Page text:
Now I know there's a lot of you people here today and you need to be set free to rejoice more abundantly in your great salvation - but you've got your focus off your Saviour! You've got your focus off the great salvation that He has begun in your life, and you've got your focus on your own failure, and that's why you've no joy! Isn't it wonderful to know today that what God has begun in your life, unless He's a liar, unless He's a cheat, unless He hasn't the power to do it or His word is worth nothing, He will perfect it? F.B. Meyer said: 'We go into the artist's studio and find there unfinished pictures covering large canvases and suggesting great designs, but they have been left unfinished. Either because the genius was not competent to complete the work or because paralysis laid the hand low in death, but as we go into God's great workshop we find nothing that bears the mark of haste, or insufficiency of power to finish, and we are sure that the work which His grace has begun, the arm of His strength will complete'.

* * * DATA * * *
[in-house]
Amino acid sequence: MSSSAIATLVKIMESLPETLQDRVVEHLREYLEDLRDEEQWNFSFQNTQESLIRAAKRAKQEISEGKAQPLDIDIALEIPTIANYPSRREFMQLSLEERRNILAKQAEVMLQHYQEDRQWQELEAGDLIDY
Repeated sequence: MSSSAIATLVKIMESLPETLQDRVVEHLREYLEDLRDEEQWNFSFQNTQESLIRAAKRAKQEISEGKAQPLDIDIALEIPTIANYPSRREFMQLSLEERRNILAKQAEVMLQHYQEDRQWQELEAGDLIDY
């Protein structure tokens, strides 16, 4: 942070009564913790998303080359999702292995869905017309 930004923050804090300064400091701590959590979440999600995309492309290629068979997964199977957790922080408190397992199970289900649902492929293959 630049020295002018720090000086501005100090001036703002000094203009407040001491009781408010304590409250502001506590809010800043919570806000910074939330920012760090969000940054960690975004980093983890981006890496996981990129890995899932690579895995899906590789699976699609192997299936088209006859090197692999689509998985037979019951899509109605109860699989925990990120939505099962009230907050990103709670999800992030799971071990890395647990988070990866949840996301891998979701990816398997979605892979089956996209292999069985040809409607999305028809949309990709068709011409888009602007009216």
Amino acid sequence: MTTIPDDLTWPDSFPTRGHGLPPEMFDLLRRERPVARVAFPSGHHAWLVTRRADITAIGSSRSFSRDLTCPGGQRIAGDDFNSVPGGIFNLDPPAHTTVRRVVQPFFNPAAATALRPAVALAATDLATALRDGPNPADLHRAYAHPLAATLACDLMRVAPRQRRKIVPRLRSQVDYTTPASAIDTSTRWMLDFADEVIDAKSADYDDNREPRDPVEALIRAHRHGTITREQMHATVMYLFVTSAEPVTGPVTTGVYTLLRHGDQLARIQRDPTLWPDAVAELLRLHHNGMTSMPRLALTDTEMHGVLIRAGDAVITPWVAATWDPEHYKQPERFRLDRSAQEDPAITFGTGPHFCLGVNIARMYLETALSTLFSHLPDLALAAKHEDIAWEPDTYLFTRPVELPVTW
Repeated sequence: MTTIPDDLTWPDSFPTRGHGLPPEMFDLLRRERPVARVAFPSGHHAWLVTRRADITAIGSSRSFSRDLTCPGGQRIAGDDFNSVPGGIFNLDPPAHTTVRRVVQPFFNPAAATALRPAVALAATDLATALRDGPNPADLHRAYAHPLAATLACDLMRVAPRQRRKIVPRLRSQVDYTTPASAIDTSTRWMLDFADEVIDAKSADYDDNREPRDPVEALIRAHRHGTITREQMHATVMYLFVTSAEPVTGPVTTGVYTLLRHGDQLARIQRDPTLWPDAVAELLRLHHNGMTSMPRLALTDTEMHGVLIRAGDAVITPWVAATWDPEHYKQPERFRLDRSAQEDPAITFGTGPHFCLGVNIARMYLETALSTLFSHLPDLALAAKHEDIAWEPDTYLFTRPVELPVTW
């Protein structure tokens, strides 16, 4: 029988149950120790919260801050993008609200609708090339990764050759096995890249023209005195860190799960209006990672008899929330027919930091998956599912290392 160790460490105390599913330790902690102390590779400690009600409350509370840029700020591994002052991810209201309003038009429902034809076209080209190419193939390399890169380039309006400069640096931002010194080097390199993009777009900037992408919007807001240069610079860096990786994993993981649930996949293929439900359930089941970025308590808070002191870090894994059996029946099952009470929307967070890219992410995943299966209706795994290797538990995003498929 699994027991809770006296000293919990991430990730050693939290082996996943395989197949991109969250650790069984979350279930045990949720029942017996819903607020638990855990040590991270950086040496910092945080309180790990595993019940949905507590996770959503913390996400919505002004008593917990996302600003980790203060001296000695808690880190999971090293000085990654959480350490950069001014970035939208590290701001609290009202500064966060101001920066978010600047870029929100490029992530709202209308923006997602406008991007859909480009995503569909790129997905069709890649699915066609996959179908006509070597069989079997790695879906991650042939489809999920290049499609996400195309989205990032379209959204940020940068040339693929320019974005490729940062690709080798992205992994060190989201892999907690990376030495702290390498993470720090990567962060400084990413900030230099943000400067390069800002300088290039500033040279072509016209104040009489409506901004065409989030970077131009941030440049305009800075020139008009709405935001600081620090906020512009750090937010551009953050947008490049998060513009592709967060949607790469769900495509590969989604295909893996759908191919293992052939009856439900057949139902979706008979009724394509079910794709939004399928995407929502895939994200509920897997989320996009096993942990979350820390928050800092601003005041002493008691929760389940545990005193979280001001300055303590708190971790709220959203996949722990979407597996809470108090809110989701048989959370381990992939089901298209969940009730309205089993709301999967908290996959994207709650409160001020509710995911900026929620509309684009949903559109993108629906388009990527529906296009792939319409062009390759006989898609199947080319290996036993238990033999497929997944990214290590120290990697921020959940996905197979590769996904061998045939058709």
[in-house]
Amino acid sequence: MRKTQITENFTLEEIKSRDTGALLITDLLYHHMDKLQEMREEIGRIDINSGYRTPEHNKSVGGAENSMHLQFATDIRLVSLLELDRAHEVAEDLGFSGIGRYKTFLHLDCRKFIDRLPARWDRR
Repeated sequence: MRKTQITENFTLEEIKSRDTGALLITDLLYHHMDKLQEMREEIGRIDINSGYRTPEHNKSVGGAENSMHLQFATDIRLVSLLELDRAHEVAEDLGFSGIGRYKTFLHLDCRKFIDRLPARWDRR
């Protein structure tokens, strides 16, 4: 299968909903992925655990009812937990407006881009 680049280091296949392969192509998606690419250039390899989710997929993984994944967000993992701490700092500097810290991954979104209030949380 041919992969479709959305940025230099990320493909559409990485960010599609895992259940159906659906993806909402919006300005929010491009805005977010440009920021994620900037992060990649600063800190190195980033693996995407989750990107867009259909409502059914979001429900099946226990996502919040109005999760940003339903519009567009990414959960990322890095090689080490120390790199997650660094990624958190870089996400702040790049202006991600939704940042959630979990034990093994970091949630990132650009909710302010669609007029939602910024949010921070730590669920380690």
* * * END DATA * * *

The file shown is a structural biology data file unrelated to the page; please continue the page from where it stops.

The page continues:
His arm is not short that it cannot save, His hand is not laid low in paralysis of death that He cannot perfect your salvation, and what a wonderful thing it is to know as the children of God today that those of us who are truly born of the Spirit of God from above, they will never be left an unfinished work! He leaves no unfinished symphonies, but the great assurance of the gospel is that what our God starts He finishes! Does that not bring you confidence? The confident assurance not only of God's initiative in our salvation, but if I can call it God's 'finitiative', that He's going to bring it all together - why? Because we look unto Jesus, not unto ourselves, unto Jesus the Author and Finisher of our faith, who for the joy that was set before Him endured the cross - do you think He would have endured the cross if He thought He couldn't finish the work there and then? Not only did He think He had finished it, He knew He had finished it because He said: 'Finished'.
My time runs out on a regular basis, people will know that, and it's running out again - but it has to run out this morning, because if there's anybody here today: God help you if you're relying on yourself for salvation. God help you if you're relying on a church, or a creed, or your own morality, or your own prayers, or your own understanding of the word of God. And can I say this to you believers: God help you if God has begun a work in you by His Spirit, inaugurated it, but you're trying to carry it on by your own steam! He'll finish the work for you too, but like all the rest of us it will be in grace that He'll do it.